The Zone 7 Water Agency Board of Directors unanimously voted to rescind a planned 6.7% water rate increase at its June 17 meeting.
The board declared a rate freeze would give businesses more time to develop financial recovery strategies, while helping to keep costs down for residents who have become unemployed during the COVID-19 pandemic.
Zone 7 reviewed fiscal years 2019/20 to 2021/22 in regard to water rates, with the intent to give the Valley’s water retailers sufficient time to budget and order water from the agency. Zone 7’s fiscal year ends on June 30, but new rates begin on Jan. 1, at the start of the calendar year.
A 25% vacancy level in staff employment enabled the rate freeze. General Manager Valerie Pryor explained that the agency is trying to fill those positions, “but it has been slow going.” The vacancy rate has been high for a year. Before the pandemic, Zone 7 assumed it was due to the booming Bay Area economy and extremely low unemployment rate, said Pryor.
“Now, we assume there is some crisis uncertainty,” she said. “Hopefully, hiring will pick up this year.”
The board also voted to freeze the rates for untreated water, which was going to be the subject of future stakeholder meetings. A study had recommended a significant rate increase for this agricultural water, but winegrowers objected because it would put more price pressure on them. They already compete against growers in the northern part of the state, where it rains more, which keeps those growers’ production prices down, reported the Livermore winegrowers.
The board last year granted only a slight increase and promised stakeholder meetings with growers and other interested parties to arrive at a solution.
On the other side of the issue, urban Valley residents asked why they should subsidize agriculture. With the rate hike suspension, staff stated there will be more time for the dialogue in 2021.
Board Wishes Quigley Happy Trails
The June 17 meeting marked the last for Director Dick Quigley, who has served 16 years. A new director, Laurene Green, will be sworn in early in July.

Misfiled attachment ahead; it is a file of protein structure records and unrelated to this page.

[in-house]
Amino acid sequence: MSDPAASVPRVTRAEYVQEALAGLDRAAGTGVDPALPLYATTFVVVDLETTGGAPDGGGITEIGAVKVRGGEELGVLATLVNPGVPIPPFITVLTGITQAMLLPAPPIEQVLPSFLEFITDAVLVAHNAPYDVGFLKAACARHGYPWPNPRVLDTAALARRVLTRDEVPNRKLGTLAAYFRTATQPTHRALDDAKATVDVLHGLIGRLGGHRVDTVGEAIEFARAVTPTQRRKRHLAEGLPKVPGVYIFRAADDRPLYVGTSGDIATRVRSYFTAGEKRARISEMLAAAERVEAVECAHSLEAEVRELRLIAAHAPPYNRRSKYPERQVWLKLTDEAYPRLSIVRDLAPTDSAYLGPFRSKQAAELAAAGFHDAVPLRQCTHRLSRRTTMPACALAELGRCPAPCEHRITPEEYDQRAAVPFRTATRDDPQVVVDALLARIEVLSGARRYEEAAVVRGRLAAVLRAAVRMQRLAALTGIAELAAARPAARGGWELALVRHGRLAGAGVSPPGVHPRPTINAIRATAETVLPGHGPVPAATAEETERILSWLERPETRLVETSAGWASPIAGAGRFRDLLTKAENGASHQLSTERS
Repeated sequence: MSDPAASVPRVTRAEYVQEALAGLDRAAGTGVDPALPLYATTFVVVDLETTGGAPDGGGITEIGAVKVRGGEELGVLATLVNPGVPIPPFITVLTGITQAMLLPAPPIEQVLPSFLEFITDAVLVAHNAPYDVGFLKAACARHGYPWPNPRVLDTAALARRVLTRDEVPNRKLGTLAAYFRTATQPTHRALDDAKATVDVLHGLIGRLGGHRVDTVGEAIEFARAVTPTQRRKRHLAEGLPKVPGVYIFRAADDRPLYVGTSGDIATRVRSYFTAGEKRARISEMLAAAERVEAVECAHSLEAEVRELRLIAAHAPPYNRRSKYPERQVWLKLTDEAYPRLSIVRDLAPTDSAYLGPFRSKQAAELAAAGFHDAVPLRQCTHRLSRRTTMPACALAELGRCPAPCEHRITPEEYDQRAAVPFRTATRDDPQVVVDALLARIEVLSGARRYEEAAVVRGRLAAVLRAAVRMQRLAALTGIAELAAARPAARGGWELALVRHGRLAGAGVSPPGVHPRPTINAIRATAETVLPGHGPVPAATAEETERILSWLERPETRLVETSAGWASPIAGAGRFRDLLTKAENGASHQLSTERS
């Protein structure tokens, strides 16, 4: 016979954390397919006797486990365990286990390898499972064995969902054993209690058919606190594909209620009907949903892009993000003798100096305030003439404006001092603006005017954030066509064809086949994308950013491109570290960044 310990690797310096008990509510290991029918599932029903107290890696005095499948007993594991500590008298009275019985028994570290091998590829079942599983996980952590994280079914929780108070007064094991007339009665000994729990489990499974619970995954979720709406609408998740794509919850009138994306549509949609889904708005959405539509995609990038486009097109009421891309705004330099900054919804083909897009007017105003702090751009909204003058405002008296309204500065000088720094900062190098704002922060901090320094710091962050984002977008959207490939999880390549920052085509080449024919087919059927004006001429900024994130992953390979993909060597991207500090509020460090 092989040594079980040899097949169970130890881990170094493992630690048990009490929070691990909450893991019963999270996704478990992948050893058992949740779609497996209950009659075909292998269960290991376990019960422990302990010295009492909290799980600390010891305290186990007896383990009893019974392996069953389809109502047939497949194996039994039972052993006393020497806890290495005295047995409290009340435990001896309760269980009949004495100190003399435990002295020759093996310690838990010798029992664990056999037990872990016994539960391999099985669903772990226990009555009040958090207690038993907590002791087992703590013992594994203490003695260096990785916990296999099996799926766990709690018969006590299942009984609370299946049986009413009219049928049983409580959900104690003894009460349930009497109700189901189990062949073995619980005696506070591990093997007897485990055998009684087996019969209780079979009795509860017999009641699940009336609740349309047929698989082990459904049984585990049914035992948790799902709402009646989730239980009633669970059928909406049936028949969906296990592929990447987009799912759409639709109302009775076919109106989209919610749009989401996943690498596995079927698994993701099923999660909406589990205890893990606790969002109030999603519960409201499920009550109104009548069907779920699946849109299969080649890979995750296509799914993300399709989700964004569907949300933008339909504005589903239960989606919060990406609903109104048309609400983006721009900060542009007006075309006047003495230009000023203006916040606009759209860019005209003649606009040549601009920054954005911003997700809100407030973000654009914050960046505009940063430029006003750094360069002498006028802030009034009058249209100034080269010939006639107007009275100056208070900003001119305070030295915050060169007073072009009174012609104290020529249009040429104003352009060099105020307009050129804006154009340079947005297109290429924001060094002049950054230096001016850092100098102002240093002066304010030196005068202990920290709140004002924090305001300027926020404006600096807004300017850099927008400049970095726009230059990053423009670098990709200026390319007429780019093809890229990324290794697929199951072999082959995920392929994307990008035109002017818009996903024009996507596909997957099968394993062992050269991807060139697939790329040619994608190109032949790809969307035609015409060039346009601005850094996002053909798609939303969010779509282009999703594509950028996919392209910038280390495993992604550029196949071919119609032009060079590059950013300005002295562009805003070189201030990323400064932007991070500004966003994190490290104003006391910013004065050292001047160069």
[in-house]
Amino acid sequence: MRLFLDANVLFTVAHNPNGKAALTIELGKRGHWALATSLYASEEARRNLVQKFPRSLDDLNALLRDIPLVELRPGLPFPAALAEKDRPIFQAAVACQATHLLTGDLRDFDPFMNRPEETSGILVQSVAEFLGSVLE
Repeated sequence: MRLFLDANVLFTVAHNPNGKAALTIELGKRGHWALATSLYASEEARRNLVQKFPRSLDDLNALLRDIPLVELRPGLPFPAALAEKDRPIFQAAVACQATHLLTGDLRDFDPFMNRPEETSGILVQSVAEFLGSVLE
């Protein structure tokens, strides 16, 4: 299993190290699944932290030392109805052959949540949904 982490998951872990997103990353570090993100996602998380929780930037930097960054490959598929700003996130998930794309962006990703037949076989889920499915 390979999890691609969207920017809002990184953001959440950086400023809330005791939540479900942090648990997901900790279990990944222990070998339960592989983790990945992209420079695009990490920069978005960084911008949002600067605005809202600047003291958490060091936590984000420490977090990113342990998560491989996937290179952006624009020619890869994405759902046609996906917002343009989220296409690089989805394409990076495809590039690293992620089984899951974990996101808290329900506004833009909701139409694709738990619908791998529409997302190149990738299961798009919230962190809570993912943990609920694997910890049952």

Beyond voting for a written resolution listing all the board committees on which Quigley served, directors paid their own tributes to him.
President Sandy Figuers, who started on the board in 2008, said it took Quigley a couple years to find his voice.
“He turned into an ambassador for the board at all kinds of meetings – state, local and national,” Figuers added.
Dennis Gambs, board member, thanked Quigley for “really ramping up the game.”
“He has been a champion of solar power for the Del Valle Water Treatment plant,” he said. “I’m going to miss Dick on the trails.”
Director Angela Ramirez Holmes reported Quigley to be the “go-to on the board for solar power, trails along the Zone 7 arroyos and a strong voice for transparency, an issue she also has pushed since joining the board eight years ago.”
Recognizing Quigley’s pioneering leadership in trail creation, Ramirez Holmes wished him happy trails. Director Michelle Smith McDonald noted that serving the community for 16 years and putting his name on the ballot many times “is truly admirable.”
Quigley acknowledged his leadership role in helping create, through grant applications and coordination, a network among the Valley’s three cities and along Zone 7 land.
Board members are currently looking into options for naming a segment of the trail that connects to Zone 7 territory the “Dick Quigley Trail.”